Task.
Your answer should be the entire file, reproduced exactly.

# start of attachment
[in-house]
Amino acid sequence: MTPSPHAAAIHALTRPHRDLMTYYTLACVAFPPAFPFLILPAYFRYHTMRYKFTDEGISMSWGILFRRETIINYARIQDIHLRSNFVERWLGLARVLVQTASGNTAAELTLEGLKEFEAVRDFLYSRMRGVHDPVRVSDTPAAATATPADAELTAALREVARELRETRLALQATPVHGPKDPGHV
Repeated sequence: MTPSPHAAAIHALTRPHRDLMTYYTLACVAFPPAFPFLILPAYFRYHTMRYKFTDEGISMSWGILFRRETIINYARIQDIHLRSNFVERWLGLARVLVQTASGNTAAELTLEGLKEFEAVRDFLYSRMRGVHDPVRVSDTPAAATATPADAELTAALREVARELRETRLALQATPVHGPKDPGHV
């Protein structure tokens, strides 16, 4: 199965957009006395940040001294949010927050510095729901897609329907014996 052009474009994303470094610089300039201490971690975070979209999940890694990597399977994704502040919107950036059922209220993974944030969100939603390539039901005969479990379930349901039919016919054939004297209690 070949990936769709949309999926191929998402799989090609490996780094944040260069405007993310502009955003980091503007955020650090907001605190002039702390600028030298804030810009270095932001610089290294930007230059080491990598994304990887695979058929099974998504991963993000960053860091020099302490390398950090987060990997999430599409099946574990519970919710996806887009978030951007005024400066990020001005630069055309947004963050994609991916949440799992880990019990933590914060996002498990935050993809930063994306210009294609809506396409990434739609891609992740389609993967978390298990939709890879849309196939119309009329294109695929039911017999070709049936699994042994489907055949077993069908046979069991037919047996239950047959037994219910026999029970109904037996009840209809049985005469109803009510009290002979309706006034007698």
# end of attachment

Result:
[in-house]
Amino acid sequence: MTPSPHAAAIHALTRPHRDLMTYYTLACVAFPPAFPFLILPAYFRYHTMRYKFTDEGISMSWGILFRRETIINYARIQDIHLRSNFVERWLGLARVLVQTASGNTAAELTLEGLKEFEAVRDFLYSRMRGVHDPVRVSDTPAAATATPADAELTAALREVARELRETRLALQATPVHGPKDPGHV
Repeated sequence: MTPSPHAAAIHALTRPHRDLMTYYTLACVAFPPAFPFLILPAYFRYHTMRYKFTDEGISMSWGILFRRETIINYARIQDIHLRSNFVERWLGLARVLVQTASGNTAAELTLEGLKEFEAVRDFLYSRMRGVHDPVRVSDTPAAATATPADAELTAALREVARELRETRLALQATPVHGPKDPGHV
């Protein structure tokens, strides 16, 4: 199965957009006395940040001294949010927050510095729901897609329907014996 052009474009994303470094610089300039201490971690975070979209999940890694990597399977994704502040919107950036059922209220993974944030969100939603390539039901005969479990379930349901039919016919054939004297209690 070949990936769709949309999926191929998402799989090609490996780094944040260069405007993310502009955003980091503007955020650090907001605190002039702390600028030298804030810009270095932001610089290294930007230059080491990598994304990887695979058929099974998504991963993000960053860091020099302490390398950090987060990997999430599409099946574990519970919710996806887009978030951007005024400066990020001005630069055309947004963050994609991916949440799992880990019990933590914060996002498990935050993809930063994306210009294609809506396409990434739609891609992740389609993967978390298990939709890879849309196939119309009329294109695929039911017999070709049936699994042994489907055949077993069908046979069991037919047996239950047959037994219910026999029970109904037996009840209809049985005469109803009510009290002979309706006034007698």